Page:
According to the bio printed in the Transformers Collectors Club magazine, Optimus Prime was a member of the Cybertron Dimensional Patrol, but was abducted by Unicron. It is unknown whether he repainted himself yellow before being abducted or if the recoloration was due to the radiation emanating from Unicron, which has a tendency to recolor Cybertronians.

Although no scannable badge is located at his robot mode, the badge was located at his combined mode's left shoulder. The badge was impossible to be scanned while in-package due to the obstruction of the spring-loaded combiner chest kibble. Speaking of impossible, the badges on the re-releases of the toy can't be scanned by the game. The instruction sheet amusingly replaces Optimus's last picture in the transformation process with Sideswipe.


Produced by the Chupa Chups lollipop company, this small version of Prime is essentially a battery-powered "holder" for lollipops, which fit behind his head and are spun around by a motor that activates when his pelvis is pressed. Prime has articulation in his shoulders, and his fists feature small holes that allow him to hold and store two more lollipops, in addition to the strawberry sucker he comes with. Weirdly, his Matrix compartment is open instead of having the grill front-and-center.
The seldom seen 5th season re-airing of the show featured the G1 episodes retold by a stop-motion Powermaster Optimus Prime to the live-action youngster Tommy Kennedy. Although no back story was ever provided for how Prime became a Powermaster, the new sequences are said to take place after the four previous seasons. This indicates that Prime became a Powermaster in the original Sunbow continuity.
the one the left was a design that i hated from the start. just doesnt look like what a Transformer is supposed be. the one on the right is almost there but not quite. a very welcoming design though. its what Prime should have looked like from the start. To say it is too 80s, well the first film should have taken place in the 80s, not present day. The Transformers are icons of the 80s. You make Cybertron in the future tense all futuristic and alien-ish and whatnot, but on earth you make it in the 80s.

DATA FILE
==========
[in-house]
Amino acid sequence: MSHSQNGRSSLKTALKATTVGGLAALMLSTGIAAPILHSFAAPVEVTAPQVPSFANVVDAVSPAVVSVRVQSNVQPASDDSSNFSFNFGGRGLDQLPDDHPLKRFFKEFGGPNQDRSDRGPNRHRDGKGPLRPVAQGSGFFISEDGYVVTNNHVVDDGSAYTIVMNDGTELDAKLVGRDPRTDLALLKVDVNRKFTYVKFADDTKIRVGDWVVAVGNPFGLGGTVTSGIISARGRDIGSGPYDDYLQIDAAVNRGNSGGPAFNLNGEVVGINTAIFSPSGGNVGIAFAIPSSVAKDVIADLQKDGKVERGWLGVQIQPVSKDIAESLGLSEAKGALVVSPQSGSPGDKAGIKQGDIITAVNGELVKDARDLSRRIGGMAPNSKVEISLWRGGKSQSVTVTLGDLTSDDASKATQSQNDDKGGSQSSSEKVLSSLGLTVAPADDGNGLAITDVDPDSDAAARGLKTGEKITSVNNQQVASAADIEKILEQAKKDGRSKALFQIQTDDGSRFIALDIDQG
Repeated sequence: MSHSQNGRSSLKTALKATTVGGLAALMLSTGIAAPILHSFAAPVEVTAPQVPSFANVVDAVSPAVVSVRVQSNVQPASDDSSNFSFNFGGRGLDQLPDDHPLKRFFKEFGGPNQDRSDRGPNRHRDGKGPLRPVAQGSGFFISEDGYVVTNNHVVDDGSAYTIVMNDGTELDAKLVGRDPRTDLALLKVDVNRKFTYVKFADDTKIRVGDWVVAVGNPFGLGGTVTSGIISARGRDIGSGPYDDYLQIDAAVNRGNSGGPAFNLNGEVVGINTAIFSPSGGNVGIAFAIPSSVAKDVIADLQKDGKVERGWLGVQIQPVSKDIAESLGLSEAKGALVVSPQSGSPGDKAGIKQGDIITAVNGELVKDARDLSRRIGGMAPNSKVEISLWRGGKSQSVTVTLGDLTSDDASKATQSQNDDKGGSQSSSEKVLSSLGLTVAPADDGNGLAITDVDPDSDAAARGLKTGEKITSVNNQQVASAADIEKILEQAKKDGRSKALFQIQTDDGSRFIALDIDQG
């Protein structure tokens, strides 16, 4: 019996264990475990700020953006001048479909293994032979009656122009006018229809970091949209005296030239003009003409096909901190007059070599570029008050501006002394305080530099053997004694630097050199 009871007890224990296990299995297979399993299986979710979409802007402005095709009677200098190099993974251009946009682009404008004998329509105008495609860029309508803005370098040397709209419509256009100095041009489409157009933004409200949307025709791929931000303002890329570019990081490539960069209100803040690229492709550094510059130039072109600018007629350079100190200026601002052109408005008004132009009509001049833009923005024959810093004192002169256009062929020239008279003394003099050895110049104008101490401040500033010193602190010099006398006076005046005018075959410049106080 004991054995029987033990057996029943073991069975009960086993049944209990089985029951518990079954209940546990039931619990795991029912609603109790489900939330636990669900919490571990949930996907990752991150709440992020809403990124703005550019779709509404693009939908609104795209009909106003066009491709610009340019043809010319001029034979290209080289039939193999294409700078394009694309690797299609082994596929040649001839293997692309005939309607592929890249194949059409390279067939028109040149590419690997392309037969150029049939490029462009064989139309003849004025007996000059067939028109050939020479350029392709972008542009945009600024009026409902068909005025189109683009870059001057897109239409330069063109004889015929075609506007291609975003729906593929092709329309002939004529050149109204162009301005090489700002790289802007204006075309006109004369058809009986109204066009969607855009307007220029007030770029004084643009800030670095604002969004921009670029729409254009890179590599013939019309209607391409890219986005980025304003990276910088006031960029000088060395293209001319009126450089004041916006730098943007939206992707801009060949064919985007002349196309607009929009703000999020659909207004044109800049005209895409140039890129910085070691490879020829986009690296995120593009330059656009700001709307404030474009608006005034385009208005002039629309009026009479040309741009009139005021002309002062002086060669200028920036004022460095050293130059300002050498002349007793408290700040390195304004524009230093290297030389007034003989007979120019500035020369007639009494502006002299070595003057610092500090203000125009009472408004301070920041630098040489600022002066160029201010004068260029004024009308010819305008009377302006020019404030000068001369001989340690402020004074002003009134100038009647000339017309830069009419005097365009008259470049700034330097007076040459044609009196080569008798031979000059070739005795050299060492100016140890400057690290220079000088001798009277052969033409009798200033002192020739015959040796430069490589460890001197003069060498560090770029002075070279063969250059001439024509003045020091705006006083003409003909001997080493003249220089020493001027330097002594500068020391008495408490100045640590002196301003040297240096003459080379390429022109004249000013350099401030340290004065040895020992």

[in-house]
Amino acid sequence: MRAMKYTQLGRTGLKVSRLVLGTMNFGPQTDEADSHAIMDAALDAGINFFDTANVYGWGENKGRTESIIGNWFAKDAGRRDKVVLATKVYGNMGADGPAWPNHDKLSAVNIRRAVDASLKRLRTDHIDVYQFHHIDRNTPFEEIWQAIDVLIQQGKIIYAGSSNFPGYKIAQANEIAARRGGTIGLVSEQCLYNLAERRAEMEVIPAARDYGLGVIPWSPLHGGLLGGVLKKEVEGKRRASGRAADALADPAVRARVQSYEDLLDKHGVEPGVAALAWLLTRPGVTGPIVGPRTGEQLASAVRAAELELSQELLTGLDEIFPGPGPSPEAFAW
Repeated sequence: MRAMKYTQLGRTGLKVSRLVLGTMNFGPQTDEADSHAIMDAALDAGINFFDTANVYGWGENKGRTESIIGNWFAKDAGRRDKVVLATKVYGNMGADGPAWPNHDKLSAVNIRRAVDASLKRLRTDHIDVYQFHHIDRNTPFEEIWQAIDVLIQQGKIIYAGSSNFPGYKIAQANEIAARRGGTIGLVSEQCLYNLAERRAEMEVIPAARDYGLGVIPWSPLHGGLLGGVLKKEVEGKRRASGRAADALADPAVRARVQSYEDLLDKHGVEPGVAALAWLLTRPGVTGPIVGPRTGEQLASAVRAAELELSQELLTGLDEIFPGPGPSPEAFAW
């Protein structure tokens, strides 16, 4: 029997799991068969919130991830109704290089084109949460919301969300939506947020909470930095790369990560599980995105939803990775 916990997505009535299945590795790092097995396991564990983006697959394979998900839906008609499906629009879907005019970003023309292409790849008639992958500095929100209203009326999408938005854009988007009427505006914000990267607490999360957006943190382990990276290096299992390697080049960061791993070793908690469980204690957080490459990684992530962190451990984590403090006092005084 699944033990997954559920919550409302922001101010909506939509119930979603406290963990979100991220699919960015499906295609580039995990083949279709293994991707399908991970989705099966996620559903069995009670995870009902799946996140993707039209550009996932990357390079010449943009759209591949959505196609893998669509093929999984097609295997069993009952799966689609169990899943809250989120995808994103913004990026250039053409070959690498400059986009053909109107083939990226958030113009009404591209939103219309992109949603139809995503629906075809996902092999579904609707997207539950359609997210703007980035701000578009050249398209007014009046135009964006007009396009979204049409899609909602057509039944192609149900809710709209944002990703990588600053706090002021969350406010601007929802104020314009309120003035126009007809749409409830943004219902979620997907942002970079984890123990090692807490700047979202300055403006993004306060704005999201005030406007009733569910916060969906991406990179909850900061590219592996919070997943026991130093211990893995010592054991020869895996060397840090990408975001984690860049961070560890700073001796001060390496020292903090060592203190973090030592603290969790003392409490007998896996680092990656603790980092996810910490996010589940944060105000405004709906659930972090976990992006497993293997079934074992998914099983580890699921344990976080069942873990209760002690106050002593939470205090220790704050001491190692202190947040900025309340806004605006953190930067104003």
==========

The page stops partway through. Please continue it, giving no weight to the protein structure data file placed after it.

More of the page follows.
A non-transforming model kit of Optimus Prime by Takara Tomy, sold exclusively in Japan. The kit comes with a pre-assembled inner frame that features a high rate of poseability similar to Master Grade Gundam model kits. The kit comes with two swords and two different sets of attachments for them: one set for the forearms and the other to replace the hands. Pre-ordered units of the first batch came with battle hooks.[138]
His trailer opens up into his Combat Deck, which features a missile-armed repair drone pod (with seating for one) mounted upon a boom lift arm. Situated in the base of this boom is a spring-loaded launcher that can be used to launch Roller out of the Combat Deck. Roller himself has seating for 4 passengers, and can be equipped to carry Optimus Prime's rifle or a fuel pump. The interior space of the trailer allows storage room for one Autobot car.
In 2002, 3H secured the official Transformers convention license as well as licenses to produce comic books and start a fan club. Optimus Prime appeared in Transformers Collectors Club comics, a comic released by 3H enterprises. In the comic, he is the same Optimus Prime from the Robots in Disguise continuity, but is taken to the Transformers: Universe reality.
Nonetheless, I remain a big fan of Lego and although I think they have somewhat moved away from their roots with the excess of licensed products (and the earlier licensed products were, in my opinion, not very good because they contained too many specialized non-generic pieces that weren’t useful for generic building. But that situation is improved and in particular we have found the Star Wars sets to be of most value for generic building, because they generally have very few really specialized pieces (although to be fair the sets are most useful for building other spaceships, etc).